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Flying predator the size of a plane discovered in Mongolia
Central Asia | science | 16:02, 02 November 2017 | 6557
Computer generated 3D illustration of a Brachiosaurus and the pterosaur Quetzalcoatlus /Image: Getty

AKIPRESS.COM - The fragmentary fossil of a truly enormous pterosaur has been found in the Gobi Desert of Mongolia, National Geographic said.

This formidable predator may have had a wingspan of 36 feet—close to the size a small aircraft and rivalling the largest winged reptiles known from Europe and North America.

The newly found giant lived 70 million years ago in a warm, inland habitat that was arid but not quite as dry as today. This late Cretaceous landscape was replete with dinosaurs, and their babies might have made ideal food for the huge carnivore, which could walk well on all fours and probably stalked its prey on the ground.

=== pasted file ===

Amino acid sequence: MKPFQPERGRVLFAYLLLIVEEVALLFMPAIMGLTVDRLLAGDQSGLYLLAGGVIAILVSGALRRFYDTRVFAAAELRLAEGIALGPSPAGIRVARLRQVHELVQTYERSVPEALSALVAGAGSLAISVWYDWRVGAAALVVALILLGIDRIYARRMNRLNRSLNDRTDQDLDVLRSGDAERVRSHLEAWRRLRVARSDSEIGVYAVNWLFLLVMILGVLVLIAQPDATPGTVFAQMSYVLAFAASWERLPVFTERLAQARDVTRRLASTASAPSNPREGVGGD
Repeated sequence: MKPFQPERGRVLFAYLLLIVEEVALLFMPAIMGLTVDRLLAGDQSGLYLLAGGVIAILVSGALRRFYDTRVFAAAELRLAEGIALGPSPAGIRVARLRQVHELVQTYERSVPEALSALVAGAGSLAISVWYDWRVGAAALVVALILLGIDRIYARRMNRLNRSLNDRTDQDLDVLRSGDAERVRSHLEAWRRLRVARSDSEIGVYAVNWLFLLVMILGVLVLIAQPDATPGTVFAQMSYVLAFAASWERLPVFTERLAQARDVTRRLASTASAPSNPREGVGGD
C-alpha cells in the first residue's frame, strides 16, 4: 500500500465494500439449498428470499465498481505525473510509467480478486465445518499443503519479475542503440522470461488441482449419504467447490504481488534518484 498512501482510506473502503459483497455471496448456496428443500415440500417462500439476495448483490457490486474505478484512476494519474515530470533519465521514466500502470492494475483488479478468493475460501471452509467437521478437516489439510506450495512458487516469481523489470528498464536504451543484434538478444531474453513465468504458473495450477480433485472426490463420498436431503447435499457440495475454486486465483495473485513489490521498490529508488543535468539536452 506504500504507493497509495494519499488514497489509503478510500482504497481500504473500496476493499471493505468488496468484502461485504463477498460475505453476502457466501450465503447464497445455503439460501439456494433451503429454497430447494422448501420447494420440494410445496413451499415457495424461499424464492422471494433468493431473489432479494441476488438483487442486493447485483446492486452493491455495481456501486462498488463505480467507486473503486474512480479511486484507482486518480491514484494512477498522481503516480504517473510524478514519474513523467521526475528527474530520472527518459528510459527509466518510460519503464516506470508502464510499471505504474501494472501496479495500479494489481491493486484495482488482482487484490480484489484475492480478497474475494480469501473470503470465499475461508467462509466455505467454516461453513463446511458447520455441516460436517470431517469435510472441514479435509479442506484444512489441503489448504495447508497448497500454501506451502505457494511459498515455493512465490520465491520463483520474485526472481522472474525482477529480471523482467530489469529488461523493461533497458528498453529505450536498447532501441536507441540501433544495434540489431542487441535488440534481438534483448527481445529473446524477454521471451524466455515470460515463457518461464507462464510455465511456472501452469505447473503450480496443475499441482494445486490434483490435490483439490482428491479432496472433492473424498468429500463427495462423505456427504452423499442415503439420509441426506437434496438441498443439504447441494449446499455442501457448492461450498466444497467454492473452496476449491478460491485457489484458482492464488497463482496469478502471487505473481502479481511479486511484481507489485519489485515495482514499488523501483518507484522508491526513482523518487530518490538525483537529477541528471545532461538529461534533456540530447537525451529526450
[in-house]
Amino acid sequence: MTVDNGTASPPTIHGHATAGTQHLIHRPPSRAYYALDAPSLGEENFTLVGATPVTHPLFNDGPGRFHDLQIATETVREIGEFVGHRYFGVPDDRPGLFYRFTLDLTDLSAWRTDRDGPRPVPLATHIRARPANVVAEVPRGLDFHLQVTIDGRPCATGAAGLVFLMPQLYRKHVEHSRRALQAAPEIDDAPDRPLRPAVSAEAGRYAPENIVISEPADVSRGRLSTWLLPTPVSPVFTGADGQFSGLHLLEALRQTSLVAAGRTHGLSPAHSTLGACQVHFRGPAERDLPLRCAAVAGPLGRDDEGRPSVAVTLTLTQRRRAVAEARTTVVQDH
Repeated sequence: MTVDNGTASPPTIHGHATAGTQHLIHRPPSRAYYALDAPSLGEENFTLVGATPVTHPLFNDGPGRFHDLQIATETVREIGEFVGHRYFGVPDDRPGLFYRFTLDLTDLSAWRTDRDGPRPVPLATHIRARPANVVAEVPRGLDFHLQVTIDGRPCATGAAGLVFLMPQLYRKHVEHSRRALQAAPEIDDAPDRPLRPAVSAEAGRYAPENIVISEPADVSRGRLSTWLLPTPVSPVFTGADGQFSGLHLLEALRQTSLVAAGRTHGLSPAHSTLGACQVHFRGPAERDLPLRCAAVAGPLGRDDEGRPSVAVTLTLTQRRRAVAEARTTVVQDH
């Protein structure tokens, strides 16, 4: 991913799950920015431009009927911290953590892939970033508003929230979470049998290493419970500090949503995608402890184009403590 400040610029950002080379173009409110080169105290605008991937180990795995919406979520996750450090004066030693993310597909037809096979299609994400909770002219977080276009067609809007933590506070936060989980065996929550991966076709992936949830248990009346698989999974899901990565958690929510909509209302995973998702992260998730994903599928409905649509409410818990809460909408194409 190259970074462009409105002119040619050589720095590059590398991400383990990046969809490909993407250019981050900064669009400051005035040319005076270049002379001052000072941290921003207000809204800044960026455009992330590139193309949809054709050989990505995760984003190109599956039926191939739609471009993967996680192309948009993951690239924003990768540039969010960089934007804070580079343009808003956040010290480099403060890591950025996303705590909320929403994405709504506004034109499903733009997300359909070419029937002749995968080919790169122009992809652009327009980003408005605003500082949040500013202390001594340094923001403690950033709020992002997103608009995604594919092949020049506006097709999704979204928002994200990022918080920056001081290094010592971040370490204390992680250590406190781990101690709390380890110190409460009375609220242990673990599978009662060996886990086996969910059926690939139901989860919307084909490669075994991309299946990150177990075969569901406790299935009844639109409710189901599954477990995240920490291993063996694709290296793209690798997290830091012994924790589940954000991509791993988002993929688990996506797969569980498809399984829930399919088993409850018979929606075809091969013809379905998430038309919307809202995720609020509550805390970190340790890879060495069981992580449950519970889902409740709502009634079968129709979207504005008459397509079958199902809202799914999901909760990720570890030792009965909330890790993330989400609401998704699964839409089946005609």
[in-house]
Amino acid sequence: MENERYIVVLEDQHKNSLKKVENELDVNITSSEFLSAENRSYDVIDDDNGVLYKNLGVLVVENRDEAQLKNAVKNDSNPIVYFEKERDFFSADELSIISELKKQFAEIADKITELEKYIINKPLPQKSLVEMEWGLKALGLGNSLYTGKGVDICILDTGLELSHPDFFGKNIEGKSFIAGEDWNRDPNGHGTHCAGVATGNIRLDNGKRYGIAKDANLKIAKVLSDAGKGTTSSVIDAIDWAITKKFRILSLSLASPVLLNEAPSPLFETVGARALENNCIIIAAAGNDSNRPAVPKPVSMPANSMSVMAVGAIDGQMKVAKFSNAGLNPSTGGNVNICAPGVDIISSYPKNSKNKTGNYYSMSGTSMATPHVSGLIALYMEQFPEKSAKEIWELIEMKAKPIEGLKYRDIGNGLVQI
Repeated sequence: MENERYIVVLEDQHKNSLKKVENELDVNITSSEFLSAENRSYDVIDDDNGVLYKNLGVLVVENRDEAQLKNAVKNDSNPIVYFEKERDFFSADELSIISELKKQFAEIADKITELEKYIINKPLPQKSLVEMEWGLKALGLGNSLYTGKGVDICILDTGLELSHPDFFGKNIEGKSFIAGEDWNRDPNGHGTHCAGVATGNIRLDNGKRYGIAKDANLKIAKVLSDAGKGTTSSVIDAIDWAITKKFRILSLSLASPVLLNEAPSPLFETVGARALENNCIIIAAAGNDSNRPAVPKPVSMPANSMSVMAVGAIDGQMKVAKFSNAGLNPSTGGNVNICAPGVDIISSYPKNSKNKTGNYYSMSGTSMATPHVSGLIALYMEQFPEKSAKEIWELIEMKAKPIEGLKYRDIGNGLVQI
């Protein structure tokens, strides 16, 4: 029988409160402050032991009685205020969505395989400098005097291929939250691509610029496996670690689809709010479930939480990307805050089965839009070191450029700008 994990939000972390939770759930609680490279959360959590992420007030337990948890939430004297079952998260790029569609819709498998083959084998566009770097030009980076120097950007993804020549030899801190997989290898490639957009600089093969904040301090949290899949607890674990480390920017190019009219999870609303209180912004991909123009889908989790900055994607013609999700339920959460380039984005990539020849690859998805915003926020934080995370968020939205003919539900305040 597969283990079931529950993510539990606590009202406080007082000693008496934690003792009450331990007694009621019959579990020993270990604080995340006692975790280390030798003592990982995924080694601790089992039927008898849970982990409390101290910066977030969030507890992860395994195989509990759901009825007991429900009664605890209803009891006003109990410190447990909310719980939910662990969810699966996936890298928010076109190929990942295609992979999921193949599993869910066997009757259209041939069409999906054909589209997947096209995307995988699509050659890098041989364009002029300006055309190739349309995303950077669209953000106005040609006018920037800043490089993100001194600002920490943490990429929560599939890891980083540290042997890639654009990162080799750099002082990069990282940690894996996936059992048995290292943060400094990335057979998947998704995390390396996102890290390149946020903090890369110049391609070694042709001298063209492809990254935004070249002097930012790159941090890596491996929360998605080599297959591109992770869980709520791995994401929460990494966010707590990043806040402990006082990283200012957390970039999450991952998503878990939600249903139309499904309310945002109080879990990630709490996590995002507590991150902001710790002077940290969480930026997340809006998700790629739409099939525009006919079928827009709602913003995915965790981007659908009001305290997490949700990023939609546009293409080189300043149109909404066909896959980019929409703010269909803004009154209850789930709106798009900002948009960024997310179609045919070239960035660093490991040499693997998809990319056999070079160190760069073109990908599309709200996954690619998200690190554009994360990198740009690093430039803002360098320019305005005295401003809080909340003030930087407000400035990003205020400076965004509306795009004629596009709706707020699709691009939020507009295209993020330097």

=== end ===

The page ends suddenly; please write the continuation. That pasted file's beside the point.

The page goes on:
Part of a mysterious group known as the azhdarchids, the animal was probably one of the largest pterosaurs that ever lived, say the authors of a new report detailing the discovery in the Journal of Vertebrate Paleontology.

The team compares the creature to the two largest pterosaurs currently known: Quetzalcoatlus, found in Texas in the 1970s, and Hatzegopteryx, a stockier azhdarchid with a shorter neck found in Romania in the 1990s. (Also read about a cat-size pterosaur that stalked the late Cretaceous.)

Both of these pterosaurs had estimated wingspans of 32 to 36 feet. On the ground, they may have stood 18 feet high—about as tall as a large bull giraffe. There’s even a chance that the newfound animal was larger than these previously known winged behemoths, says Mark Witton, an expert on pterosaurs at the University of Portsmouth in the U.K.

The team has not yet named the Mongolian fossil as a new species, as its remains are so incomplete. But it does represent the first pterosaur of its size found in this part of the world.

“Although fragmentary, the specimen is from a gigantic individual … extending the geographic range of gigantic pterosaurs to Asia,” the scientists write.

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